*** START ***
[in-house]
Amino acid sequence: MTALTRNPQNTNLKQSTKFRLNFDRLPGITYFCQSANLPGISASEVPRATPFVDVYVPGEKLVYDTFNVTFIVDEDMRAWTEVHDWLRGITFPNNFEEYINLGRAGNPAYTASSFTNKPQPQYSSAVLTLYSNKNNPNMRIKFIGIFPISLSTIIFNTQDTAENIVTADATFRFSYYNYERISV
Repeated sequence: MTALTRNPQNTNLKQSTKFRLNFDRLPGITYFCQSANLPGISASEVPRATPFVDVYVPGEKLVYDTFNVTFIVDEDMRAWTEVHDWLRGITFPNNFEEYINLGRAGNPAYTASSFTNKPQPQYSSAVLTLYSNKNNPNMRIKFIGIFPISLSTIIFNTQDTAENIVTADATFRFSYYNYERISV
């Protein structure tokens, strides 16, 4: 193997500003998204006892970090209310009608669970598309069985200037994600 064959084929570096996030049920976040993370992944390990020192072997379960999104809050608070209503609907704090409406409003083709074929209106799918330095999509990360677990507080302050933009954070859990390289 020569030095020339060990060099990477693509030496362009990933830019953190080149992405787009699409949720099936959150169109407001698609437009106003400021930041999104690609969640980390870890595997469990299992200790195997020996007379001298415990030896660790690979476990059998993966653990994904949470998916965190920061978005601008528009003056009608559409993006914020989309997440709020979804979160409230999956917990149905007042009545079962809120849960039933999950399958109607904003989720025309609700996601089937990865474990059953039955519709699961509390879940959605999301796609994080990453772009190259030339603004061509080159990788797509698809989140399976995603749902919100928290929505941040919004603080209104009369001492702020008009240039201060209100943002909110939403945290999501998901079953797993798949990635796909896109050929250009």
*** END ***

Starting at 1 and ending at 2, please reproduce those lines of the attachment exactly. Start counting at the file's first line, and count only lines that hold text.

[in-house]
Amino acid sequence: MTALTRNPQNTNLKQSTKFRLNFDRLPGITYFCQSANLPGISASEVPRATPFVDVYVPGEKLVYDTFNVTFIVDEDMRAWTEVHDWLRGITFPNNFEEYINLGRAGNPAYTASSFTNKPQPQYSSAVLTLYSNKNNPNMRIKFIGIFPISLSTIIFNTQDTAENIVTADATFRFSYYNYERISV